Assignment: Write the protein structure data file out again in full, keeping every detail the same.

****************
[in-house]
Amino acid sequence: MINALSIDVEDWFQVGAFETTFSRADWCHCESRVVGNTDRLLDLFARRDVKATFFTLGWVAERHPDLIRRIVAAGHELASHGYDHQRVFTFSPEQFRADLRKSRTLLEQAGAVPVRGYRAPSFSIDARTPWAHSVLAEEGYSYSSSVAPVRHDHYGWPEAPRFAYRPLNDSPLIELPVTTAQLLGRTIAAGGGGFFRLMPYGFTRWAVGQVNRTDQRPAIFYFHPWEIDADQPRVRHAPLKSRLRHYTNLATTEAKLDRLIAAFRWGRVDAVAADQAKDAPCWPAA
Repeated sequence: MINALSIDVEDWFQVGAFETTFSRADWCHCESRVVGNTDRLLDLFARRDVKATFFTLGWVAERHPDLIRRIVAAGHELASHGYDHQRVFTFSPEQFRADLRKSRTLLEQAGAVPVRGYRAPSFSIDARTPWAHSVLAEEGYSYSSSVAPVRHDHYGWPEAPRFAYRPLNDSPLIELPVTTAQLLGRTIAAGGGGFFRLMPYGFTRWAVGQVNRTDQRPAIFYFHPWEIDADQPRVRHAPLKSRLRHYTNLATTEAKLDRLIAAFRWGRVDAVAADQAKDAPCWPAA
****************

[in-house]
Amino acid sequence: MINALSIDVEDWFQVGAFETTFSRADWCHCESRVVGNTDRLLDLFARRDVKATFFTLGWVAERHPDLIRRIVAAGHELASHGYDHQRVFTFSPEQFRADLRKSRTLLEQAGAVPVRGYRAPSFSIDARTPWAHSVLAEEGYSYSSSVAPVRHDHYGWPEAPRFAYRPLNDSPLIELPVTTAQLLGRTIAAGGGGFFRLMPYGFTRWAVGQVNRTDQRPAIFYFHPWEIDADQPRVRHAPLKSRLRHYTNLATTEAKLDRLIAAFRWGRVDAVAADQAKDAPCWPAA
Repeated sequence: MINALSIDVEDWFQVGAFETTFSRADWCHCESRVVGNTDRLLDLFARRDVKATFFTLGWVAERHPDLIRRIVAAGHELASHGYDHQRVFTFSPEQFRADLRKSRTLLEQAGAVPVRGYRAPSFSIDARTPWAHSVLAEEGYSYSSSVAPVRHDHYGWPEAPRFAYRPLNDSPLIELPVTTAQLLGRTIAAGGGGFFRLMPYGFTRWAVGQVNRTDQRPAIFYFHPWEIDADQPRVRHAPLKSRLRHYTNLATTEAKLDRLIAAFRWGRVDAVAADQAKDAPCWPAA